I like to tout myself as the youngest full-time auto writer in the industry, but sometimes it backfires – like when an Acura exec came up to me on my first press trip (at 19 years old) and warmly told a few assembled journalists and PR types that he hadn’t seen me since I was this big.
On the other hand, my youth gave me particular insight into two products that launched within the last month, and are aimed squarely at my demographic – the Hyundai Veloster and the Chevrolet Sonic. Both cars launched at the 2011 North American International Auto Show, though their reception couldn’t have been more different.
The Veloster was absolutely mobbed on the Hyundai stand, with the assembled press crawling all over the swoopy hatchback, while the Sonic was tucked away in the back of Chevrolet’s display, prematurely written off as “the replacement Aveo”. I admit complicity in both of these prejudicial acts. At the time, GM had the underwhelming Cruze, while Hyundai had not only kicked it to the curb with the 2011 Elantra, but also launched the Sonata Turbo, Sonata Hybrid and the Equus, as well as riding the success of the Genesis lineup.
I went on a couple Hyundai events in the run-up to the Veloster’s launch and talking with the engineers and PR people, I got the sense that they were on to something. A number of them have some kind of “enthusiast” background, and not in the sort of forum-posting perpetually single know-it-all sense. They ride sport bikes, take part in NASA HPDEs or race in Grand-Am (in the case of one engineer), and have had experience working on high profile sports cars (one chassis engineer is a veteran of Ford’s SVT group).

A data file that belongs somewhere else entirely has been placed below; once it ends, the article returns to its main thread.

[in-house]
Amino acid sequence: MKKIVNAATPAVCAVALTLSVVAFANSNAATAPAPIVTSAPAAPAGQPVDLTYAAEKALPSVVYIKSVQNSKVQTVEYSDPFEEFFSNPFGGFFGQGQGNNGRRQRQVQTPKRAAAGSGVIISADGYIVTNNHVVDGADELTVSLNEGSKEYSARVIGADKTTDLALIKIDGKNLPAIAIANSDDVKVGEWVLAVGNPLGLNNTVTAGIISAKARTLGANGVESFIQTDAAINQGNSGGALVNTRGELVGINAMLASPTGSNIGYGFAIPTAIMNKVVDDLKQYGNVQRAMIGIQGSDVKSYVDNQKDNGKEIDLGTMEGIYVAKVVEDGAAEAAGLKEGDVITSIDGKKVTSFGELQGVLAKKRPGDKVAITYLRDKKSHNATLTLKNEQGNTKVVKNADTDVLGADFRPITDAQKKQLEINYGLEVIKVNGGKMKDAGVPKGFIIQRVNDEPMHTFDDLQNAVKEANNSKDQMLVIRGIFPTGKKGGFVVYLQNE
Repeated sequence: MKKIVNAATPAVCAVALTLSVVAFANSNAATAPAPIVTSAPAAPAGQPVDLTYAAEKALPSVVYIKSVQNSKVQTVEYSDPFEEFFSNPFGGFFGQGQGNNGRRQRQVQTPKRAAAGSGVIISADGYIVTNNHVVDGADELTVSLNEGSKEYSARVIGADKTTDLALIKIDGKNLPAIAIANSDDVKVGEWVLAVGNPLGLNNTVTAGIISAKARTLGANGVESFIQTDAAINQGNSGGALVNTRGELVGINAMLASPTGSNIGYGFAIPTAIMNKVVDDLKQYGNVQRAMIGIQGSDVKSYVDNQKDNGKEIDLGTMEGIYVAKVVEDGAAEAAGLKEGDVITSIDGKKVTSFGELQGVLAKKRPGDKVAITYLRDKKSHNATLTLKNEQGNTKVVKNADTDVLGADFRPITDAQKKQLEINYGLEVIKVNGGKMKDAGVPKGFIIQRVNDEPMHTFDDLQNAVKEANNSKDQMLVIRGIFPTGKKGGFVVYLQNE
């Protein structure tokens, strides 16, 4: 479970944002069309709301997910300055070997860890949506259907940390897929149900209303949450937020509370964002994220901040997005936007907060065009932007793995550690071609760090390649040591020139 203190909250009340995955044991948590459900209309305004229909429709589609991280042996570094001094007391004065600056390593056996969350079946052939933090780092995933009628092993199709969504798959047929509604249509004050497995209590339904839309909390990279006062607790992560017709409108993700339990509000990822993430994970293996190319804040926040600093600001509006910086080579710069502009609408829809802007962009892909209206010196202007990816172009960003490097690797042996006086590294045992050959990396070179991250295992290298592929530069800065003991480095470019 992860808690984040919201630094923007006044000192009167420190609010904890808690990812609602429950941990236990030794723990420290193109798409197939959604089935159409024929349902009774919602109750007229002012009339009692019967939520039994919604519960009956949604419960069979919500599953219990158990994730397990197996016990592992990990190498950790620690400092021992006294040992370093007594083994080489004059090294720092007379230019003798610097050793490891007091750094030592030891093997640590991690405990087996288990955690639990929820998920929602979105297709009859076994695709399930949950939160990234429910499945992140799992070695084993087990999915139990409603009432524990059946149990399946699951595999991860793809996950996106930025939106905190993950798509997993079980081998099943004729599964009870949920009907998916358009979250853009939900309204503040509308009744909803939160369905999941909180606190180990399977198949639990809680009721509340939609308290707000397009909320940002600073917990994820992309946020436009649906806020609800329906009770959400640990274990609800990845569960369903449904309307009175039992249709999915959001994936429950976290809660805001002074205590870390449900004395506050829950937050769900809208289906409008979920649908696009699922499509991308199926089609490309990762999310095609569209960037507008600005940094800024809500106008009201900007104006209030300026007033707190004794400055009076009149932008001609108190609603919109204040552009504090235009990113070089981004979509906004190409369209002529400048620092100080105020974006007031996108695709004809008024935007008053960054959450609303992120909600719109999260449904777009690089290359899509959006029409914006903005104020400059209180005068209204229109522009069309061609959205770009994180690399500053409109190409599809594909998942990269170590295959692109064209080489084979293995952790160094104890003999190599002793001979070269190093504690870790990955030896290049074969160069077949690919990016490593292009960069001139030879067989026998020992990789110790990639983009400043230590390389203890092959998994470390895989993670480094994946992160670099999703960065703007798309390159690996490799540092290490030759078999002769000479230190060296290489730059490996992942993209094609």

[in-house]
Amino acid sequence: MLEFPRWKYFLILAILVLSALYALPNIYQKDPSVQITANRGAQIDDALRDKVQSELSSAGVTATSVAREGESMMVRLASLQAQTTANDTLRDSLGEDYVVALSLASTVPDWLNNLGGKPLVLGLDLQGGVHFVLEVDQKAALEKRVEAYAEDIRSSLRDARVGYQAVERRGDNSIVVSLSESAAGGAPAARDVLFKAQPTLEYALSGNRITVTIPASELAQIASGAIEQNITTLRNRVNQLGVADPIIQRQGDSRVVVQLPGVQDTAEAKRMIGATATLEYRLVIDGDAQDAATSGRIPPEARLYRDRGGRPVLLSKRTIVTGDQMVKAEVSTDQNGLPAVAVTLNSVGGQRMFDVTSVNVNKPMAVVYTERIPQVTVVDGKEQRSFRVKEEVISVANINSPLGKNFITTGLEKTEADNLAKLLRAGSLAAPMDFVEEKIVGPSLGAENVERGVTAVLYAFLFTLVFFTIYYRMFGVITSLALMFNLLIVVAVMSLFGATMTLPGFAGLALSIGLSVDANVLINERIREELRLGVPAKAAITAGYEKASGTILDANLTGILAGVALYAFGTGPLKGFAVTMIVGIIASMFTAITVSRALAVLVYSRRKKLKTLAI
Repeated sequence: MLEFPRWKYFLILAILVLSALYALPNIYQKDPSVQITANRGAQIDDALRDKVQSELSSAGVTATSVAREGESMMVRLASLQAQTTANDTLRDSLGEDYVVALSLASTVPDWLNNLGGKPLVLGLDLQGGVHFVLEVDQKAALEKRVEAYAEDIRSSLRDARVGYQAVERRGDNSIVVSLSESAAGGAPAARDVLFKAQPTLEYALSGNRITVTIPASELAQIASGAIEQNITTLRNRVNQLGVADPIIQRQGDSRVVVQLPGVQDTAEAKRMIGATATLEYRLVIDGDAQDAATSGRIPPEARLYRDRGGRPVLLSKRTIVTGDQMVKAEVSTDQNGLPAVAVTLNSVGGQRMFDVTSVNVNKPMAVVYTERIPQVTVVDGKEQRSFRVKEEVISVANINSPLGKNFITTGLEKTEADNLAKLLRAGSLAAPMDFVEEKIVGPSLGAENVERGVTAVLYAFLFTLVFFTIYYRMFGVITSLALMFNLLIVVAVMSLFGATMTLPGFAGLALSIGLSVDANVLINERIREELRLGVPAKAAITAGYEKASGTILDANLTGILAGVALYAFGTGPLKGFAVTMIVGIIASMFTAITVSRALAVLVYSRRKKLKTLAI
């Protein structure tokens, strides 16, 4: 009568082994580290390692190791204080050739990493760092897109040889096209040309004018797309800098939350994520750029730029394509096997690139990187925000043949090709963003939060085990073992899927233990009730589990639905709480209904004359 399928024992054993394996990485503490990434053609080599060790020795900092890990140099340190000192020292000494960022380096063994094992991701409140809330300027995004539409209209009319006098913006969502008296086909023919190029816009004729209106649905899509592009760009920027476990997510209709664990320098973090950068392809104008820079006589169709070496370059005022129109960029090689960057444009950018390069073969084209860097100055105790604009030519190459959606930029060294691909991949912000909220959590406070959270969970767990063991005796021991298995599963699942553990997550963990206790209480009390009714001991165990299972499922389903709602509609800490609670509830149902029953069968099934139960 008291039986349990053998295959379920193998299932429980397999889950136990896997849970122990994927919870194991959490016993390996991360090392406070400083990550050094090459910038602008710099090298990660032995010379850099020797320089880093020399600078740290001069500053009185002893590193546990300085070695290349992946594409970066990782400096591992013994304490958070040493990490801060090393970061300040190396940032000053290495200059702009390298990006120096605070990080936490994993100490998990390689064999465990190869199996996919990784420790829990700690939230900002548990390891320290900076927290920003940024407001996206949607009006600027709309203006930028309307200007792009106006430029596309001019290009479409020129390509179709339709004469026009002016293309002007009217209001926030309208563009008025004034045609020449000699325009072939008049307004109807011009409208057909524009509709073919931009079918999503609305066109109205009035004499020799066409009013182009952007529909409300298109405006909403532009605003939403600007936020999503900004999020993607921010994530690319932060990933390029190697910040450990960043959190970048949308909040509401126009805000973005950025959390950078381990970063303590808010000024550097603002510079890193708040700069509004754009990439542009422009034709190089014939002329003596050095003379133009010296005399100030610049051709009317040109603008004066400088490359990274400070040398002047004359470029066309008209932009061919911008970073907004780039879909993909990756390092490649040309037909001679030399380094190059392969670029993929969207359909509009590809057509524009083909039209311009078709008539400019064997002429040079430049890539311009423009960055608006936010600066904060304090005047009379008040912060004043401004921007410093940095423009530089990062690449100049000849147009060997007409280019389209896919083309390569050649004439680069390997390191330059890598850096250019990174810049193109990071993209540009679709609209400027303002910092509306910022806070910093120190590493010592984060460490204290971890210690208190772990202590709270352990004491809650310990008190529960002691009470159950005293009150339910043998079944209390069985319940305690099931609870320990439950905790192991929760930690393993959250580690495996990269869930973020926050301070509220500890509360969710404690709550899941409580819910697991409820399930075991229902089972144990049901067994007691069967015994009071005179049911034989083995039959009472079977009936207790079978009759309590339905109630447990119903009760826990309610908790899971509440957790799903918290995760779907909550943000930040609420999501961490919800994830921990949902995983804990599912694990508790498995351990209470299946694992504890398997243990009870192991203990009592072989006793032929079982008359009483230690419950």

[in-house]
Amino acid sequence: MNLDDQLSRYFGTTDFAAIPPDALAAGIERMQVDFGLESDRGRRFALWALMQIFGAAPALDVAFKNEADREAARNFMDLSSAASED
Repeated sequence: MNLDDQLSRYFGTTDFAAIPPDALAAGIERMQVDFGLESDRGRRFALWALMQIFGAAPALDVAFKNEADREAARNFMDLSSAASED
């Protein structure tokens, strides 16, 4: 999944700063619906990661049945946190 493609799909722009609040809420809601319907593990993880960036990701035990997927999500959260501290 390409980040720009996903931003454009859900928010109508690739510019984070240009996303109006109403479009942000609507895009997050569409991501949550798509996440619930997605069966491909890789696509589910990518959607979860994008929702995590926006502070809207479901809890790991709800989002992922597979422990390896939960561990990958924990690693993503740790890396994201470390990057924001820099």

Hyundai put together a launch that insufferable marketing types would describe as “experiential” to give an insight into what the supposed Veloster customer would do with their time – events included a music festival, eating at food carts and tailgating at a college football game. Doing bong rips and playing Call of Duty was noticeably absent, likely for legal reasons.
I was able to see some good bands, attend my first college football tailgate (us godless, socialist Canadians don’t really have NCAA-style sports) and take trip to Portland’s famous Union Jack’s gentleman’s club, but things started to fall apart before we even got in the car. We were treated to the typical Hyundai presentation, boasting of their booming sales numbers, their competitive advantages over other vehicles and the various advanced technological features that the Veloster had to connect with music players, smart phones and even an XBOX.
The car turned out to be a bit of a dud to drive. My review is essentially a diplomatic explanation of its adequate nature as a road car that really doesn’t like to be driven hard. The biggest problem for the Veloster is that expectations were set too high, and to Hyundai’s credit, they were put in place by the media and auto enthusiasts who expected the next CR-X but got something more like a Scion tC.